President Donald Trump has put defense spending levels among NATO-member countries front and center this week in Brussels, where he has repeatedly berated America's NATO allies for not meeting an agreed-upon goal for each country to spend 2 percent of its annual gross domestic product on defense.
And while Trump is the first president to let defense spending levels dominate his approach to NATO, Trump is not the first president to pressure NATO countries to increase the amount they spend on their national defense.
Both former presidents George W. Bush and Barack Obama regularly expressed frustration with NATO member governments for not spending more of their domestic budgets on defense.
In 2006, then-president Bush used a NATO summit in Latvia to pressure allies to increase their defense spending at the height of the U.S.-led NATO military campaign in Afghanistan.
Two years later, he used his final NATO summit to do the same thing. "At this summit, I will encourage our European partners to increase their defense investments to support both NATO and EU operations," Bush said at the opening of the 2008 summit in Bucharest, Romania. "America believes if Europeans invest in their own defense, they will also be stronger and more capable when we deploy together," he said.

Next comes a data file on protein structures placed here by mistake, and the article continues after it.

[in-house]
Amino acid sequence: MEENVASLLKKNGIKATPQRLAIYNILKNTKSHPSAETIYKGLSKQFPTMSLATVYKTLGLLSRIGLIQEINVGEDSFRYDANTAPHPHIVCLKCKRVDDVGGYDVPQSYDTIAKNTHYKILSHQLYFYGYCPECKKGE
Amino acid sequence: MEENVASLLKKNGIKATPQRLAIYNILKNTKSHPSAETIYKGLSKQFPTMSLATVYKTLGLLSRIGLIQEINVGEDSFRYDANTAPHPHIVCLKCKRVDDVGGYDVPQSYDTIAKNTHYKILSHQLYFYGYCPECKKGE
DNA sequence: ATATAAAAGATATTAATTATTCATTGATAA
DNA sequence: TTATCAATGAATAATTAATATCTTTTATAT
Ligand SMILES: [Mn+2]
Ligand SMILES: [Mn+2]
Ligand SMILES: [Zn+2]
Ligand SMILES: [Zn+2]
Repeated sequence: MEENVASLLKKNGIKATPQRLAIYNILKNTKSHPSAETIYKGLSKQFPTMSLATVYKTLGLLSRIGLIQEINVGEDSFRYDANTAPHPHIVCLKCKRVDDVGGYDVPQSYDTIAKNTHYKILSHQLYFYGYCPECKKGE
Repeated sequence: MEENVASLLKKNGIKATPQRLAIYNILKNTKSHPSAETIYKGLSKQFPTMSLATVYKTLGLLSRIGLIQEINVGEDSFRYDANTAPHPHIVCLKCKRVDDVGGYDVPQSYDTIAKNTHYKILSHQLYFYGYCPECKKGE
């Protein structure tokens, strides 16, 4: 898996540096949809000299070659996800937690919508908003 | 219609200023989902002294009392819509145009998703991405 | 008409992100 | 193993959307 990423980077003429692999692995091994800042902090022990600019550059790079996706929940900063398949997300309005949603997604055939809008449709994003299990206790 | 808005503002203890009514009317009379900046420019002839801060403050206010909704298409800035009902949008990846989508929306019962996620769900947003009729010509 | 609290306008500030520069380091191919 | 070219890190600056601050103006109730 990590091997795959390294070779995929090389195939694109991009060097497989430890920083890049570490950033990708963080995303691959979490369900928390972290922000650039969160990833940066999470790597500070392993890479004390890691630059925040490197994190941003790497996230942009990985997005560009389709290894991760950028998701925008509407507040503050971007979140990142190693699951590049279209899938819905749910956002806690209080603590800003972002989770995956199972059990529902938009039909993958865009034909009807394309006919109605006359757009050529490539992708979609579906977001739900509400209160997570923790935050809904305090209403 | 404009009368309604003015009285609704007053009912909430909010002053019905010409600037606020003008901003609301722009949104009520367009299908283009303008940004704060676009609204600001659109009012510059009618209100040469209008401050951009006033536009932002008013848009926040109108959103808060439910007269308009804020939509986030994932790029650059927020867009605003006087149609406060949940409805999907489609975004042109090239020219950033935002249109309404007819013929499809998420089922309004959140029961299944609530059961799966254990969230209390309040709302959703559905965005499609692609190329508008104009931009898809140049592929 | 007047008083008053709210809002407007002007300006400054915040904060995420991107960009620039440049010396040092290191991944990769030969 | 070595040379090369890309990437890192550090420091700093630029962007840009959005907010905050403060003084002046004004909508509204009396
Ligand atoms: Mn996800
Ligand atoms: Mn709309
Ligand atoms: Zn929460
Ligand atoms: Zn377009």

And despite the many differences between Bush's foreign policy and that of Obama, his successor, one thing the two leaders agreed upon was the need for more defense spending from NATO allies.
For Obama, the issue of NATO defense spending became especially important during his second term, when Russia's arming of separatists in Ukraine and subsequent annexation of Crimea in 2014 stunned the West.
"If we’ve got collective defense, it means that everybody’s got to chip in, and I have had some concerns about a diminished level of defense spending among some of our partners in NATO. Not all, but many," Obama said at a press conference in Brussels in March 2014, less than a week after Russia declared that Crimea was now a Russian state.